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It Jes' Happened: When Bill Traylor Started to Draw

4.09  ·  Rating Details  ·  245 Ratings  ·  62 Reviews
Growing up as an enslaved boy on an Alabama cotton farm, Bill Traylor worked all day in the hot fields. When slavery ended, Bill's family stayed on the farm as sharecroppers. There Bill grew to manhood, raised his own family, and cared for the land and his animals.

By 1935 Bill was eighty-one and all alone on his farm. So he packed his bag and moved to Montgomery, the capit
Hardcover, 32 pages
Published April 1st 2012 by Lee & Low Books (first published October 2010)
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Mar 22, 2012 Betsy rated it really liked it
Teaching kids about outsider art feels like a no-brainer to me. Which is to say, why doesn't it happen more often? Perhaps there's a feeling that educating kids on the self-taught is ultimately self-defeating. Can't say as I agree, of course. Seems to me that learning about the great outsider artists could give a kid a kind of hope. This is particularly true in the case of Bill Traylor. Here you have a guy who lived a whole life, discovered an artistic calling near the end, and remains remembere ...more
I liked the writing and the repeated idea that Bill Traylor's art, produced in his later years, drew on a lifetime of memories and experience. I appreciate the sources and quote citations in the front of the book and the author's note in the back. I love that the art in the book reflected Traylor's idiosyncratic style. And of course I love any time a lesser-known figure from history gets a spot on the shelf next to all of the Abraham Lincolns and Rosa Parks.

But man, was there NO ROOM in this bo
Julie Feldman
Text-to-Self Connection: As I read this book I continued to focus on the memories the main character was storing up, ones that he would then draw later in his life. I couldn't help but think of the memories that I am storing up, even ones that I might not be aware of. For example, Sunday dinners with grandma. This is a regular event, but a memory that I will have for many years to come.

Bloom's Questions:
1. When did Bill's family become free to work as sharecroppers instead of slaves?
2. Descri
Mar 20, 2015 Lela rated it it was amazing
Shelves: nonfiction
1. Twin Text: Seed Magic by Jane Buchanan Copyright 2011
2. Rationale: It Jes Happened is the captivating story of a former slave, Bill Traylor, who became one of the most respected American Folk artists in history. He was born into slavery, and worked long days in the fields picking cotton. His family found freedom after the Civil War, but stayed on the land and worked as share croppers with their former owners. Bill didn’t begin drawing and painting until he was in his eighties, but he was savi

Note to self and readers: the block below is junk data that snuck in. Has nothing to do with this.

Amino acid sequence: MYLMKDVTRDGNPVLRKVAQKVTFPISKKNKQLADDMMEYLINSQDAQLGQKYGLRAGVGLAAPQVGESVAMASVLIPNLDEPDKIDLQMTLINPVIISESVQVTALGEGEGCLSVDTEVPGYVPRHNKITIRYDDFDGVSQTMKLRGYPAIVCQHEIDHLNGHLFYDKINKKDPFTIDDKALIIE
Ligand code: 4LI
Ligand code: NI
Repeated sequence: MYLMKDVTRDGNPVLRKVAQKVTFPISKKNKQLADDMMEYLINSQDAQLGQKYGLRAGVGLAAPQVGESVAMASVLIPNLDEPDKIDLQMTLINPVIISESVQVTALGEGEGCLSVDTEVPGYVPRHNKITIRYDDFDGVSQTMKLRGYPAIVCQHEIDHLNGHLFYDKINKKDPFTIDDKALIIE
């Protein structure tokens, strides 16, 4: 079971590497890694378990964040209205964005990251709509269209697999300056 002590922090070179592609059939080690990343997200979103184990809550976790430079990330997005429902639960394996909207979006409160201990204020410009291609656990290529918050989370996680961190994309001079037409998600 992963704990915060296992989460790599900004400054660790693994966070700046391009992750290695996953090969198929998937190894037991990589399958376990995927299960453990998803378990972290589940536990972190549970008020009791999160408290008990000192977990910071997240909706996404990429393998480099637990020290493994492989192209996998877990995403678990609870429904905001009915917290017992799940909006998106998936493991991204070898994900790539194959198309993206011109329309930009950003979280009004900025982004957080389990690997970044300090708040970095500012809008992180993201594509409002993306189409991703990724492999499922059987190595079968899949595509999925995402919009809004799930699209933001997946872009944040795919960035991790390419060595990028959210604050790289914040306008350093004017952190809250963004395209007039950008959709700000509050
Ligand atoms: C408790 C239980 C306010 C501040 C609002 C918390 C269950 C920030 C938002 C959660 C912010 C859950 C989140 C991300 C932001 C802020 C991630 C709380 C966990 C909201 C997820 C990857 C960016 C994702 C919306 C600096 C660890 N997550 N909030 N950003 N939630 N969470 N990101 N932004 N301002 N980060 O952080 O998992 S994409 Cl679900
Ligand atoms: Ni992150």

"Bill saved up these memories deep inside"

It Jes' Happened is another fantastic gem, hidden in the shelves of picture books for pre-schoolers. Do not be fooled. This 4th grade level book is filled with historical accounts a daily life of a slave, then former slave, a baby to an old man. It can be considered a biography or even a non-fiction book by me and the Library of Congress.

It is on a 4th to 5th grade level.

AR 4.8
Caitlin C
Sep 15, 2014 Caitlin C rated it really liked it
Don Tate's It Jes' Happened: When Bill Traylor Started to Draw is a delightful account of the life of African-American artist Bill Traylor. As an artist myself, I have to appreciate learning about Bill Traylor and his emergence in the art world. As a teacher-to-be, I have to appreciate the rich opportunities for learning it provides in the classroom.

Tate writes this book with such a colorful style. It is humorous in parts, sad in others, and lighthearted in others still. I really adore the atten
Lu Benke
Mar 07, 2013 Lu Benke rated it liked it
Fascinating. Pictures tell their own story. I could hear what Bill Traylor sounded like. This book made me want to go online and enjoy his art.
Bill Traylor, born into slavery in Alabama in 1854, didn't begin to draw until he was 85. Yet his drawings reveal all that he remembered, memories long stored in his mind and heart. Author Don Tate uses the phrase "Bill saved up memories of these times deep inside himself." Illustrator Gregory Christie's illustrations accompany the dramatic narrative of Traylor's life. Deep, saturated opaque gouache colors convey a folk art feel reminiscent of Traylor's own art. Traylor used simple materials, pe ...more
Juliana Lee
Readers learn about a little known African-American artist in this simply beautiful biography. Bill Traylor grew up a slave and then a shareholder to a cotton farm. He grew old and saved all his memories deep inside him. As an old man, he moved to the city. He didn't have much but his memories so he started drawing on the street corner. Soon an artist recognized his talent and started providing him with colored pencils, good art paper, and paints. Bill Traylor continued to draw and paint until h ...more
Cara Byrne
Oct 07, 2015 Cara Byrne rated it liked it